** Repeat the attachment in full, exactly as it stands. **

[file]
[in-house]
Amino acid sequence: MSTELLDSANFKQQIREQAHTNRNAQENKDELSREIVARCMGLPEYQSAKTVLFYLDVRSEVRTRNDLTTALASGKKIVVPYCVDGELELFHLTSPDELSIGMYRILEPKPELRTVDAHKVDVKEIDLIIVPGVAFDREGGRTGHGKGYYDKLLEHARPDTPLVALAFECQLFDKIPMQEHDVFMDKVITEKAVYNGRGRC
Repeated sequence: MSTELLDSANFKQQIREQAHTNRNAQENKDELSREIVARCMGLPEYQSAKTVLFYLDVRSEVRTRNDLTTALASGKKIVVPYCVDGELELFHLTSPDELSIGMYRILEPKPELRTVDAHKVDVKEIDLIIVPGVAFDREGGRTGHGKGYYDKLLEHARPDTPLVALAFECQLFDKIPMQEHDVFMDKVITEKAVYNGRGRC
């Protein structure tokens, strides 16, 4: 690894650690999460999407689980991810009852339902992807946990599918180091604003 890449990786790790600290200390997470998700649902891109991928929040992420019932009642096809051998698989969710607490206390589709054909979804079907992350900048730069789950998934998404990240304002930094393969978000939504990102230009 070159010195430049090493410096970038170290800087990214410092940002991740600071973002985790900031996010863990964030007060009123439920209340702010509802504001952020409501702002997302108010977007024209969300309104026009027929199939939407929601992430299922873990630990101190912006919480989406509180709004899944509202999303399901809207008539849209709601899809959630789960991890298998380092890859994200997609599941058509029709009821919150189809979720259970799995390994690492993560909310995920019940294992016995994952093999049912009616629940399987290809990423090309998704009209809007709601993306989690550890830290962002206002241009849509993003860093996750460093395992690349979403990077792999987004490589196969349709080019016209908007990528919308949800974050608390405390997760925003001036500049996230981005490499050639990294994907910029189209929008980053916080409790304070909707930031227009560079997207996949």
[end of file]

[in-house]
Amino acid sequence: MSTELLDSANFKQQIREQAHTNRNAQENKDELSREIVARCMGLPEYQSAKTVLFYLDVRSEVRTRNDLTTALASGKKIVVPYCVDGELELFHLTSPDELSIGMYRILEPKPELRTVDAHKVDVKEIDLIIVPGVAFDREGGRTGHGKGYYDKLLEHARPDTPLVALAFECQLFDKIPMQEHDVFMDKVITEKAVYNGRGRC
Repeated sequence: MSTELLDSANFKQQIREQAHTNRNAQENKDELSREIVARCMGLPEYQSAKTVLFYLDVRSEVRTRNDLTTALASGKKIVVPYCVDGELELFHLTSPDELSIGMYRILEPKPELRTVDAHKVDVKEIDLIIVPGVAFDREGGRTGHGKGYYDKLLEHARPDTPLVALAFECQLFDKIPMQEHDVFMDKVITEKAVYNGRGRC
């Protein structure tokens, strides 16, 4: 690894650690999460999407689980991810009852339902992807946990599918180091604003 890449990786790790600290200390997470998700649902891109991928929040992420019932009642096809051998698989969710607490206390589709054909979804079907992350900048730069789950998934998404990240304002930094393969978000939504990102230009 070159010195430049090493410096970038170290800087990214410092940002991740600071973002985790900031996010863990964030007060009123439920209340702010509802504001952020409501702002997302108010977007024209969300309104026009027929199939939407929601992430299922873990630990101190912006919480989406509180709004899944509202999303399901809207008539849209709601899809959630789960991890298998380092890859994200997609599941058509029709009821919150189809979720259970799995390994690492993560909310995920019940294992016995994952093999049912009616629940399987290809990423090309998704009209809007709601993306989690550890830290962002206002241009849509993003860093996750460093395992690349979403990077792999987004490589196969349709080019016209908007990528919308949800974050608390405390997760925003001036500049996230981005490499050639990294994907910029189209929008980053916080409790304070909707930031227009560079997207996949």